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KCS capacity focus shifts to Texas

By David Lassen | January 10, 2022

Laredo improvements, siding projects on tap

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Red, black, and yello locomotives pulling train across bridge
Red, black, and yello locomotives pulling train across bridge
A northbound Kansas City Southern intermodal train crosses the International Railway Bridge over the Rio Grande at Laredo, Texas, in November 2017. Construction on a second bridge at the site could begin this year. (Bill Stephens)

PHOENIX — Kansas City Southern will shift much of its focus on capacity improvements from Mexico to the U.S. in 2022 while overall capital spending will increase “on the magnitude of 10% or so,” Manny Loureiro, the railroad’s vice president and chief engineer, said Saturday at the National Railroad Construction & Maintenance Association Conference.

Those U.S. projects will largely be concentrated between Laredo and Houston, with four new sidings and two siding extensions, along with double-tracking and switching-lead projects in Laredo. The Laredo-area improvements will enter service in the first through third quarters.

“We’ve focused on the border south the last couple of years,” Loureiro said. “We’re coming in from the border focusing northward.”

Permitting work is continuing for the second international rail bridge in Laredo, with hopes for permitting to be complete in the second quarter of 2022, followed by 15 to 18 months of construction. “We’ll have some ability to play with that timeline, depending on our needs,” Loureiro said. “Currently our border operations are very fluid. I have to put a plug in for our [chief operating officer], John Orr, who’s come in and made a real big difference in our execution and diligence and sense of urgency that he’s brought to the organization.”

Permitting is moving at roughly the same speed in both the U.S. and Mexico, he said.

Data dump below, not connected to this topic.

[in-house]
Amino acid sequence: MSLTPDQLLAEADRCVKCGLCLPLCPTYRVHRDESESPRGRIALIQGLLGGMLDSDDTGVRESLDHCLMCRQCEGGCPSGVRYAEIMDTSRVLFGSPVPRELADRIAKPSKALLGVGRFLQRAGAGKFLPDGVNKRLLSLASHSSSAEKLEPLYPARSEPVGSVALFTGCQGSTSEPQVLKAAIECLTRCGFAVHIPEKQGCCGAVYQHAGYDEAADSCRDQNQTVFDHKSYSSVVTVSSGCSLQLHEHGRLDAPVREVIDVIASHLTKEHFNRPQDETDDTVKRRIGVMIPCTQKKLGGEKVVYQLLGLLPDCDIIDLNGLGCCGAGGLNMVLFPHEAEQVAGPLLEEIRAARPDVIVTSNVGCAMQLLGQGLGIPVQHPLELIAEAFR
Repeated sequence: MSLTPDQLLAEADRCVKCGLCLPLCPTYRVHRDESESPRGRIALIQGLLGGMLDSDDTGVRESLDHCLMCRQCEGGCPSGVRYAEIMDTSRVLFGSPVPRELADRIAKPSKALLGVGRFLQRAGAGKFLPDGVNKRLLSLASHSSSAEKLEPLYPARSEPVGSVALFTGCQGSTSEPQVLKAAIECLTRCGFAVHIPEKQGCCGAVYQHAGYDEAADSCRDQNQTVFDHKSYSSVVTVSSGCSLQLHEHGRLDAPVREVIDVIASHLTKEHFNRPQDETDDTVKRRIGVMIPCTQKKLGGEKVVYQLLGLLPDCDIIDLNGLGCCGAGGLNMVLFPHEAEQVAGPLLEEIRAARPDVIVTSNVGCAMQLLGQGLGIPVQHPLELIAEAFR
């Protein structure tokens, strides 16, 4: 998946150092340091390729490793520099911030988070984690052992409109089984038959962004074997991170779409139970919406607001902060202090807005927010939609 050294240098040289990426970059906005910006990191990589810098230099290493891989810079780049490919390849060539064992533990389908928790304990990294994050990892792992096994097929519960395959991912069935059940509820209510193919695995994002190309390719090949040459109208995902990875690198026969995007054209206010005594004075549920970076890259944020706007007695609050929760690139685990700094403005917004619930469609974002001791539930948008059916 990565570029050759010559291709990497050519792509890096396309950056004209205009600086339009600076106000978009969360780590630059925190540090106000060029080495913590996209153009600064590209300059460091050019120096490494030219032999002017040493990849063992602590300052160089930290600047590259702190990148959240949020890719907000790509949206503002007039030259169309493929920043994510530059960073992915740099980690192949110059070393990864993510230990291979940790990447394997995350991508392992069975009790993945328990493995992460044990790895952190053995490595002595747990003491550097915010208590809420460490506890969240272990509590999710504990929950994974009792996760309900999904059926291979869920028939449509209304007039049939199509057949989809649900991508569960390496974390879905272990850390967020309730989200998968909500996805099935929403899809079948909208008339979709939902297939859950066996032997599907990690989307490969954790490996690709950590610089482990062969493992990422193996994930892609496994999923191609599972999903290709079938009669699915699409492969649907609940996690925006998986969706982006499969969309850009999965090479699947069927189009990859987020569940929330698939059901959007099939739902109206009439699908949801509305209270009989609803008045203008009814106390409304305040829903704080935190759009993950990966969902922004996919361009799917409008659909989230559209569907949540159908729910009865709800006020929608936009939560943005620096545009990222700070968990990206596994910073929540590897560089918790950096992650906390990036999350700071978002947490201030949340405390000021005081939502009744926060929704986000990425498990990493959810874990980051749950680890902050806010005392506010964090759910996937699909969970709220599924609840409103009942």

Some projects are still slated for Mexico. Phase 1 of a CTC project is set for the line between Monterrey and Matamoros, and two siding extensions are planned. One of those, at San Luis Potosi, will be paired with construction of a double-track bridge, which will connect to double-tracking south of San Luis Potosi done in previous years.

The pending merger with Canadian Pacific, if approved, is likely to bring an increase in capacity work between Kansas City and Houston, Loureiro said, as indicated in the railroads’ merger application. “Some of that high-level design work and environmental assessment has started, within the framework and guidelines that we’re allowed to work on those things,” he said. ”There’s probably about 12 sites that are being targeted right now within the KCS network.” That work could begin between 2023 and 2025, depending on the regulatory outcome.

Maintenance work for 2022 will include about 625,000 ties and 100 track miles of rail. About 80% of the budget will go to day-to-day renewal and 20% to capacity work, he said. The railroad is also increasing rail testing in its core network in the U.S., doubling its frequency. KCS will also introduce an autonomous track geometry car. “We’ll be taking delivery of that in the next two to three months,” Loureiro said.

— Updated at 10:35 a.m. CST to correct year to 2022 in first paragraph.

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